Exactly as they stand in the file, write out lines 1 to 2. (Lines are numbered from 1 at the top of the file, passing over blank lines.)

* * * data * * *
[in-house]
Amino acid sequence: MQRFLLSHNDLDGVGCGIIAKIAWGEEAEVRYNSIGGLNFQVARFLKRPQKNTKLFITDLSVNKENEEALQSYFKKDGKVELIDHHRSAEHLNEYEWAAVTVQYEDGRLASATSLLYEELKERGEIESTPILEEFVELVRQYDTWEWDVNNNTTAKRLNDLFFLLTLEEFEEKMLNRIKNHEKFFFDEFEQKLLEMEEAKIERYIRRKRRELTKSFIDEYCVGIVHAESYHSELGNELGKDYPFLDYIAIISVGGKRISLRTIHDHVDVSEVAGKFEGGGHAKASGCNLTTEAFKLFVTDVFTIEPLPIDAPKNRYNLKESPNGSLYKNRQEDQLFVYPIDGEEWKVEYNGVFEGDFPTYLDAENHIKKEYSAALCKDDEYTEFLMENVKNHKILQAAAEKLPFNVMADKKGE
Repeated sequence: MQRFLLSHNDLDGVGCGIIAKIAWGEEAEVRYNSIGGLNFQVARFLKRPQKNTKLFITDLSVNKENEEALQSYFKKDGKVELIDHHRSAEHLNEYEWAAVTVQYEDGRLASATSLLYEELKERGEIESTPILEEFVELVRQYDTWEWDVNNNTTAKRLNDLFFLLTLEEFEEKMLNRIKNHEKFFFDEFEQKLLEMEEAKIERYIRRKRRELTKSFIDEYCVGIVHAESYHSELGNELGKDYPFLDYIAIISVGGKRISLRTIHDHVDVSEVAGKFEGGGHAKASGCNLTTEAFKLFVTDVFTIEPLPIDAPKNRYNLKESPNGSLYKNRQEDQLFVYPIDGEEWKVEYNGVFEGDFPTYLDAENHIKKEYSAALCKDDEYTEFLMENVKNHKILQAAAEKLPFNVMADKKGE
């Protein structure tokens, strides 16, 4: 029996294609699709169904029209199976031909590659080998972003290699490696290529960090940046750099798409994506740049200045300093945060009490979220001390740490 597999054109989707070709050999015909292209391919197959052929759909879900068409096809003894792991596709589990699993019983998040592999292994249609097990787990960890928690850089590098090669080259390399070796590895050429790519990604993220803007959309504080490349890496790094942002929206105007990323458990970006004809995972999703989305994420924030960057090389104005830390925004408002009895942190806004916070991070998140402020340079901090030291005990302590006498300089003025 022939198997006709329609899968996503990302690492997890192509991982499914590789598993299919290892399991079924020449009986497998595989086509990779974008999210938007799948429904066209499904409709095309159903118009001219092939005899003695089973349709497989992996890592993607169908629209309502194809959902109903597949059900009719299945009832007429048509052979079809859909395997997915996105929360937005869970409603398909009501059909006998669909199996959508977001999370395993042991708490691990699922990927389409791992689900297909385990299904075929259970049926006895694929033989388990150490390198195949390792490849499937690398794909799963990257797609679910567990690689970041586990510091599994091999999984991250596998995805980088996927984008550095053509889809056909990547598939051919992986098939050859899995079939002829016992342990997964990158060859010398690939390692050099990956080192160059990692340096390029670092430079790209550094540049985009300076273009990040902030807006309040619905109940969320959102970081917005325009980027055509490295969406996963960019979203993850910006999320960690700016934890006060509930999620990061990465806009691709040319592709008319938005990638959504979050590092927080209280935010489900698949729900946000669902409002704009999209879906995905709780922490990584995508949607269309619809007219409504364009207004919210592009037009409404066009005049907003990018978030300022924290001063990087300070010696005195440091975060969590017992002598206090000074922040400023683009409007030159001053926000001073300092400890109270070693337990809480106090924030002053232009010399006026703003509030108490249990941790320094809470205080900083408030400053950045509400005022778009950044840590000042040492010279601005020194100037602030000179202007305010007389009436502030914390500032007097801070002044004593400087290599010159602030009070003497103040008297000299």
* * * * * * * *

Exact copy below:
[in-house]
Amino acid sequence: MQRFLLSHNDLDGVGCGIIAKIAWGEEAEVRYNSIGGLNFQVARFLKRPQKNTKLFITDLSVNKENEEALQSYFKKDGKVELIDHHRSAEHLNEYEWAAVTVQYEDGRLASATSLLYEELKERGEIESTPILEEFVELVRQYDTWEWDVNNNTTAKRLNDLFFLLTLEEFEEKMLNRIKNHEKFFFDEFEQKLLEMEEAKIERYIRRKRRELTKSFIDEYCVGIVHAESYHSELGNELGKDYPFLDYIAIISVGGKRISLRTIHDHVDVSEVAGKFEGGGHAKASGCNLTTEAFKLFVTDVFTIEPLPIDAPKNRYNLKESPNGSLYKNRQEDQLFVYPIDGEEWKVEYNGVFEGDFPTYLDAENHIKKEYSAALCKDDEYTEFLMENVKNHKILQAAAEKLPFNVMADKKGE